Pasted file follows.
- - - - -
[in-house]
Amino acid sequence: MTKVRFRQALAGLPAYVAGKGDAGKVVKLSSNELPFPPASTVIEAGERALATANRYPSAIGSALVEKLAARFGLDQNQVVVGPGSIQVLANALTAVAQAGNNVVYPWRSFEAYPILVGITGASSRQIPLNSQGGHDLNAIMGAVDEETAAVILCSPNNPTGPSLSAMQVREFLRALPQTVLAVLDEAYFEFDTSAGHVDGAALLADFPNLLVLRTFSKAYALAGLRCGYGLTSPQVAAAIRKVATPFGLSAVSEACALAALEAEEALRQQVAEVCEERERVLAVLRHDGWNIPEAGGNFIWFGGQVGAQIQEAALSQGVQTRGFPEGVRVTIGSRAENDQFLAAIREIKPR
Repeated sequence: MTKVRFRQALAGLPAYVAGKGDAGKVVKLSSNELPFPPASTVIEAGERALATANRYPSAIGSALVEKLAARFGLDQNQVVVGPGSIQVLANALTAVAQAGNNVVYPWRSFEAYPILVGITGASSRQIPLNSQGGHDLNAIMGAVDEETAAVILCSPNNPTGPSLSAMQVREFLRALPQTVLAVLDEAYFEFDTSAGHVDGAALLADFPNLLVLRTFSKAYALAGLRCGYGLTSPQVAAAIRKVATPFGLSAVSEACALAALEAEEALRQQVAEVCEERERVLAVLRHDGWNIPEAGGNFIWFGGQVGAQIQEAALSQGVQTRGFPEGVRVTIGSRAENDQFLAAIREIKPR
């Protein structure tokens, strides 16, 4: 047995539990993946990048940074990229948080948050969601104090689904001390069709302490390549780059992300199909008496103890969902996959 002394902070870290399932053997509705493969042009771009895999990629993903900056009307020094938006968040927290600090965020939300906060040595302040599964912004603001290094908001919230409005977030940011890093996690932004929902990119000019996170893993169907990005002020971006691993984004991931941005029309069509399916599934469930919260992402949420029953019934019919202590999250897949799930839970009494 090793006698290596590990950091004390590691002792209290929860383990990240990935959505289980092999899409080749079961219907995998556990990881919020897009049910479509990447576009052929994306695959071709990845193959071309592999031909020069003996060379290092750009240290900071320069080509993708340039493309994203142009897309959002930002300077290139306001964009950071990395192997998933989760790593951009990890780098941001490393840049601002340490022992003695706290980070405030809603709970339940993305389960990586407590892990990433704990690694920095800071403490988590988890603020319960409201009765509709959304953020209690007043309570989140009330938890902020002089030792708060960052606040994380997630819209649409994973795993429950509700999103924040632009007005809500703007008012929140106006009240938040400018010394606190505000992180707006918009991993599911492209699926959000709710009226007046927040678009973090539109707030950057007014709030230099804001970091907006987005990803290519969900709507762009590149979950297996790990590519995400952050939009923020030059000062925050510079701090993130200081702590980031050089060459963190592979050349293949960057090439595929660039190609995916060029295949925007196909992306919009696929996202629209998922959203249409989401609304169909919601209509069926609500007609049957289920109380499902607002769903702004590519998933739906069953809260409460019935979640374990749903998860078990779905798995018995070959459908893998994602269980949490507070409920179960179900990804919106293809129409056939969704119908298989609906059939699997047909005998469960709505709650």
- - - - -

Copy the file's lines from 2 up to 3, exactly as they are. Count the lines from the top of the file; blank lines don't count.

Amino acid sequence: MTKVRFRQALAGLPAYVAGKGDAGKVVKLSSNELPFPPASTVIEAGERALATANRYPSAIGSALVEKLAARFGLDQNQVVVGPGSIQVLANALTAVAQAGNNVVYPWRSFEAYPILVGITGASSRQIPLNSQGGHDLNAIMGAVDEETAAVILCSPNNPTGPSLSAMQVREFLRALPQTVLAVLDEAYFEFDTSAGHVDGAALLADFPNLLVLRTFSKAYALAGLRCGYGLTSPQVAAAIRKVATPFGLSAVSEACALAALEAEEALRQQVAEVCEERERVLAVLRHDGWNIPEAGGNFIWFGGQVGAQIQEAALSQGVQTRGFPEGVRVTIGSRAENDQFLAAIREIKPR
Repeated sequence: MTKVRFRQALAGLPAYVAGKGDAGKVVKLSSNELPFPPASTVIEAGERALATANRYPSAIGSALVEKLAARFGLDQNQVVVGPGSIQVLANALTAVAQAGNNVVYPWRSFEAYPILVGITGASSRQIPLNSQGGHDLNAIMGAVDEETAAVILCSPNNPTGPSLSAMQVREFLRALPQTVLAVLDEAYFEFDTSAGHVDGAALLADFPNLLVLRTFSKAYALAGLRCGYGLTSPQVAAAIRKVATPFGLSAVSEACALAALEAEEALRQQVAEVCEERERVLAVLRHDGWNIPEAGGNFIWFGGQVGAQIQEAALSQGVQTRGFPEGVRVTIGSRAENDQFLAAIREIKPR